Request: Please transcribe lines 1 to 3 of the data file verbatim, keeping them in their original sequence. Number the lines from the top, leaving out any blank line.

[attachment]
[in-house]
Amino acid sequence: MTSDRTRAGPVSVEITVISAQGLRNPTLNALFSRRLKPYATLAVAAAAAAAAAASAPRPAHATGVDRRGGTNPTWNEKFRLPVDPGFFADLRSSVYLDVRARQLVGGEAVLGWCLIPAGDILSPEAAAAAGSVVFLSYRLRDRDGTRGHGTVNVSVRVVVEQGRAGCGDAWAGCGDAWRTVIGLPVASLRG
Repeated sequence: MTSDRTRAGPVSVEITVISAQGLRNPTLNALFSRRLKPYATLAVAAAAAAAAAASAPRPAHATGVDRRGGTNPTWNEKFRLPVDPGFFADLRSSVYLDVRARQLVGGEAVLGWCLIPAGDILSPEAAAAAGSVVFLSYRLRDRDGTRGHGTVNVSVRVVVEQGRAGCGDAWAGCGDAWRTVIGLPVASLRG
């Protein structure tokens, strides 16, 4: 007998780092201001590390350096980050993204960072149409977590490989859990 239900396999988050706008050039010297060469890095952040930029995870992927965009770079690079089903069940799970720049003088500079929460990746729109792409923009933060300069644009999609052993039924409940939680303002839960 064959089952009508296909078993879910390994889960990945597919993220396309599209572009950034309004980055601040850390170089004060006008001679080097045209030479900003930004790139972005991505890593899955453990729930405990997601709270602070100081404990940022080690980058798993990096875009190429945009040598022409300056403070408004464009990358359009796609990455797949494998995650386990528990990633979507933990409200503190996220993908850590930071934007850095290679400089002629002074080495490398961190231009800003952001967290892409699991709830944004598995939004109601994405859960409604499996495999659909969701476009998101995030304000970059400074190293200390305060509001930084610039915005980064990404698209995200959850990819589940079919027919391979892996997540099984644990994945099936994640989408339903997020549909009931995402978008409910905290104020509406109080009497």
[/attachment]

[in-house]
Amino acid sequence: MTSDRTRAGPVSVEITVISAQGLRNPTLNALFSRRLKPYATLAVAAAAAAAAAASAPRPAHATGVDRRGGTNPTWNEKFRLPVDPGFFADLRSSVYLDVRARQLVGGEAVLGWCLIPAGDILSPEAAAAAGSVVFLSYRLRDRDGTRGHGTVNVSVRVVVEQGRAGCGDAWAGCGDAWRTVIGLPVASLRG
Repeated sequence: MTSDRTRAGPVSVEITVISAQGLRNPTLNALFSRRLKPYATLAVAAAAAAAAAASAPRPAHATGVDRRGGTNPTWNEKFRLPVDPGFFADLRSSVYLDVRARQLVGGEAVLGWCLIPAGDILSPEAAAAAGSVVFLSYRLRDRDGTRGHGTVNVSVRVVVEQGRAGCGDAWAGCGDAWRTVIGLPVASLRG